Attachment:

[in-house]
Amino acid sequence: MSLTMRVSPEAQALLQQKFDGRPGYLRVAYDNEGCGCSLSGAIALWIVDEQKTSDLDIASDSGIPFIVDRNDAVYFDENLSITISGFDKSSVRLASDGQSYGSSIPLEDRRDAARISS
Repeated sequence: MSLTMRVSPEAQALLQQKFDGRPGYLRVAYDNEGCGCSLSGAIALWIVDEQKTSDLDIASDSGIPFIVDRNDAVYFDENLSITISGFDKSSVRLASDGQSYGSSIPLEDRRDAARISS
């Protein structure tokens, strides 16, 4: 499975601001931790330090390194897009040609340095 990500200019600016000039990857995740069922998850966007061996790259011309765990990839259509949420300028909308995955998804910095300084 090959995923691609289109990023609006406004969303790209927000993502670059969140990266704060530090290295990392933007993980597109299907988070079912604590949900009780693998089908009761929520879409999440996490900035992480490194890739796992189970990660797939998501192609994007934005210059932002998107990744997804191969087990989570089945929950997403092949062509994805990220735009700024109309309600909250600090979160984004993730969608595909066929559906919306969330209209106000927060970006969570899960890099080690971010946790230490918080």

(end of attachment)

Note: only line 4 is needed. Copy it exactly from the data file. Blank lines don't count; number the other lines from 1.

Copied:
């Protein structure tokens, strides 16, 4: 499975601001931790330090390194897009040609340095 990500200019600016000039990857995740069922998850966007061996790259011309765990990839259509949420300028909308995955998804910095300084 090959995923691609289109990023609006406004969303790209927000993502670059969140990266704060530090290295990392933007993980597109299907988070079912604590949900009780693998089908009761929520879409999440996490900035992480490194890739796992189970990660797939998501192609994007934005210059932002998107990744997804191969087990989570089945929950997403092949062509994805990220735009700024109309309600909250600090979160984004993730969608595909066929559906919306969330209209106000927060970006969570899960890099080690971010946790230490918080």